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Are drug-checking services useful to people who use drugs?

James Swartz study

Among the many dangers of opioid use is that street drugs purporting to be one drug often contain other drugs, such as fentanyl, or cutting agents. Drug-checking services — various types of tests that can determine what, truly, is in a drug — can help users understand what they are about to put in their bodies.

A team of UIC researchers from the Jane Addams College of Social Work and the School of Public Health and colleagues wondered what attitudes people who use drugs have toward these services. They were particularly interested in attitudes toward testing for fentanyl, which has become more common in street drugs, both as a hidden ingredient and an intentionally sought-out drug. If most opioid users expect their heroin to contain fentanyl, is it worth it to test the drugs to know for sure?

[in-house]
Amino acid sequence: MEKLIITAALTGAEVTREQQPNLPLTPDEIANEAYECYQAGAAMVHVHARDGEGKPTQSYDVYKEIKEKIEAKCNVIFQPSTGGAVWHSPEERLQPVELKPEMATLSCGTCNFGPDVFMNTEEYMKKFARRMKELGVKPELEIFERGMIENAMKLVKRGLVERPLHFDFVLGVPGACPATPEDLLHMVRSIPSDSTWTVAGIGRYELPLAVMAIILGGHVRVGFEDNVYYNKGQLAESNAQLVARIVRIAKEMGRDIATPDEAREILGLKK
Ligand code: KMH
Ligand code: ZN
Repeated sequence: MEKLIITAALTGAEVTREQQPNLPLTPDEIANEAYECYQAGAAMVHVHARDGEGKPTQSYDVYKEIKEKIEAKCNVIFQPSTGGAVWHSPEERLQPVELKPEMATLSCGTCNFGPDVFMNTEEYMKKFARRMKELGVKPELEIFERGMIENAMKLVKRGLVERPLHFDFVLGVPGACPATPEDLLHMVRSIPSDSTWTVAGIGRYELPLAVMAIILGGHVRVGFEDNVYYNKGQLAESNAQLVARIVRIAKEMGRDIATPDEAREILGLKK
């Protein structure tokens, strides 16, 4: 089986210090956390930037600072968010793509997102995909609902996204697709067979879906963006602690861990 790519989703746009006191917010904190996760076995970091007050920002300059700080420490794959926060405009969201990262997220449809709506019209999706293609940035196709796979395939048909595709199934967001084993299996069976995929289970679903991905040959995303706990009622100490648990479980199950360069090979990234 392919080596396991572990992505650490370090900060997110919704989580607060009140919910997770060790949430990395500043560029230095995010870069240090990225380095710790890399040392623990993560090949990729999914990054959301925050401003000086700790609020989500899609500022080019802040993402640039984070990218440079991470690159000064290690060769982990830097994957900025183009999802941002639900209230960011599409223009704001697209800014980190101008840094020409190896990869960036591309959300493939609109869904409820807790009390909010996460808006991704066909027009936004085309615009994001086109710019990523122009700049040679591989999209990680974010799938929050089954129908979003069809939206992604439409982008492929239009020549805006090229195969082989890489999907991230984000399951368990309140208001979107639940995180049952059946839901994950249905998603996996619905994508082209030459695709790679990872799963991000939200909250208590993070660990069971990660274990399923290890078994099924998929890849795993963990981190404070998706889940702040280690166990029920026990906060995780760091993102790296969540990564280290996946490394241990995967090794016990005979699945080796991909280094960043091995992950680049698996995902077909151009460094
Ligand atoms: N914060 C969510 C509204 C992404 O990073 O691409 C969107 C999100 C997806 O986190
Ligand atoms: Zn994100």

To find out, the researchers conducted a study with 118 people who participated in two needle exchange programs in Chicago. Each participant gave the researchers a sample of their recently purchased drugs and answered survey questions about their drug use and overdose histories, their attitudes toward drug-checking services and what they believed was actually in the samples they provided to the researchers. The study is published in Harm Reduction Journal.

The researchers found that more than 90% of participants believed they had recently used fentanyl either deliberately or because it was mixed in with something else, yet only 38% of participants said they prefer fentanyl or drug mixtures containing it. Read more from UIC Today.